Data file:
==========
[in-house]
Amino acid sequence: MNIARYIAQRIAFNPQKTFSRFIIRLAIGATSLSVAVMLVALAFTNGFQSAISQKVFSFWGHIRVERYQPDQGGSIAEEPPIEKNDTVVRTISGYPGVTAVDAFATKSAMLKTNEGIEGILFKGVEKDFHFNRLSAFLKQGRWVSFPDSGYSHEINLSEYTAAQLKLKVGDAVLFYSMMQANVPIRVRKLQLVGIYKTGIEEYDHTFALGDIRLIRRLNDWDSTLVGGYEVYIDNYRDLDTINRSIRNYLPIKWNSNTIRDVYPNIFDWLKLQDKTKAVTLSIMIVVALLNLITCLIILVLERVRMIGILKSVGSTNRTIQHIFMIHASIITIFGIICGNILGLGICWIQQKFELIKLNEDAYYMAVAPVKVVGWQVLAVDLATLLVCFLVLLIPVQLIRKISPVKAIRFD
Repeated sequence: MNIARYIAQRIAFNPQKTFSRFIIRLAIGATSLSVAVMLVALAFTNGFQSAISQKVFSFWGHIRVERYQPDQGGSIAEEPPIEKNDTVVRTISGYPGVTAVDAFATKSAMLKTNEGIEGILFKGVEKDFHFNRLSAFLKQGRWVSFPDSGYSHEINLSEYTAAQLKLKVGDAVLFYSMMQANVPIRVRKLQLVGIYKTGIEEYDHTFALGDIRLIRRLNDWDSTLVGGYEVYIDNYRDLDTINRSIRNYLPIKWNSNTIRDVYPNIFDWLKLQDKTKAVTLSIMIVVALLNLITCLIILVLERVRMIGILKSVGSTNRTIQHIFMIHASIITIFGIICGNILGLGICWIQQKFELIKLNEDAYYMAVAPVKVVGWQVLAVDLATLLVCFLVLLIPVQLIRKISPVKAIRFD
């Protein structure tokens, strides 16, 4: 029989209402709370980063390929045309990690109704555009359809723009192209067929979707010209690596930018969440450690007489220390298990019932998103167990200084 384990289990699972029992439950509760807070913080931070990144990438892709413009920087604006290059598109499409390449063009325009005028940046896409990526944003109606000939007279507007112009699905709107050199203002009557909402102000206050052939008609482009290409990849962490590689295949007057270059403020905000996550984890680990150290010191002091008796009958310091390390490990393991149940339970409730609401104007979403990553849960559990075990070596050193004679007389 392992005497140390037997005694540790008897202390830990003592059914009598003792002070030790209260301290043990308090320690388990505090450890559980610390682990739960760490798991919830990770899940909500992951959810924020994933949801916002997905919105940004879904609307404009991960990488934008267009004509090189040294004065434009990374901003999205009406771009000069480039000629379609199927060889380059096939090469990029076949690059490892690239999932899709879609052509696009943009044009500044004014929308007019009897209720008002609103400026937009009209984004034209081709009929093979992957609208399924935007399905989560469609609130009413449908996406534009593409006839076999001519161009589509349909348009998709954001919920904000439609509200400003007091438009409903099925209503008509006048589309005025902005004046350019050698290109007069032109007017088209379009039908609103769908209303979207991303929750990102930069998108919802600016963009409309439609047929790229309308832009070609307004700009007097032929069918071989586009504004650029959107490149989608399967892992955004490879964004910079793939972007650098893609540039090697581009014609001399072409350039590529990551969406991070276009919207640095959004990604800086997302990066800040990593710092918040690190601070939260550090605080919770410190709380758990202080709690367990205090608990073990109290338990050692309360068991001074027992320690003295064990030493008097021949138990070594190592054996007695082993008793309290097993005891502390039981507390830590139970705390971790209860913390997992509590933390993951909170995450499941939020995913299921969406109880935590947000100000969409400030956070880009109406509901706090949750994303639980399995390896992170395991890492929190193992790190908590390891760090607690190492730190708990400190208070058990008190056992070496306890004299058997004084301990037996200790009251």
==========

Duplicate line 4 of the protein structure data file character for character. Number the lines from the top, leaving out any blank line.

């Protein structure tokens, strides 16, 4: 029989209402709370980063390929045309990690109704555009359809723009192209067929979707010209690596930018969440450690007489220390298990019932998103167990200084 384990289990699972029992439950509760807070913080931070990144990438892709413009920087604006290059598109499409390449063009325009005028940046896409990526944003109606000939007279507007112009699905709107050199203002009557909402102000206050052939008609482009290409990849962490590689295949007057270059403020905000996550984890680990150290010191002091008796009958310091390390490990393991149940339970409730609401104007979403990553849960559990075990070596050193004679007389 392992005497140390037997005694540790008897202390830990003592059914009598003792002070030790209260301290043990308090320690388990505090450890559980610390682990739960760490798991919830990770899940909500992951959810924020994933949801916002997905919105940004879904609307404009991960990488934008267009004509090189040294004065434009990374901003999205009406771009000069480039000629379609199927060889380059096939090469990029076949690059490892690239999932899709879609052509696009943009044009500044004014929308007019009897209720008002609103400026937009009209984004034209081709009929093979992957609208399924935007399905989560469609609130009413449908996406534009593409006839076999001519161009589509349909348009998709954001919920904000439609509200400003007091438009409903099925209503008509006048589309005025902005004046350019050698290109007069032109007017088209379009039908609103769908209303979207991303929750990102930069998108919802600016963009409309439609047929790229309308832009070609307004700009007097032929069918071989586009504004650029959107490149989608399967892992955004490879964004910079793939972007650098893609540039090697581009014609001399072409350039590529990551969406991070276009919207640095959004990604800086997302990066800040990593710092918040690190601070939260550090605080919770410190709380758990202080709690367990205090608990073990109290338990050692309360068991001074027992320690003295064990030493008097021949138990070594190592054996007695082993008793309290097993005891502390039981507390830590139970705390971790209860913390997992509590933390993951909170995450499941939020995913299921969406109880935590947000100000969409400030956070880009109406509901706090949750994303639980399995390896992170395991890492929190193992790190908590390891760090607690190492730190708990400190208070058990008190056992070496306890004299058997004084301990037996200790009251």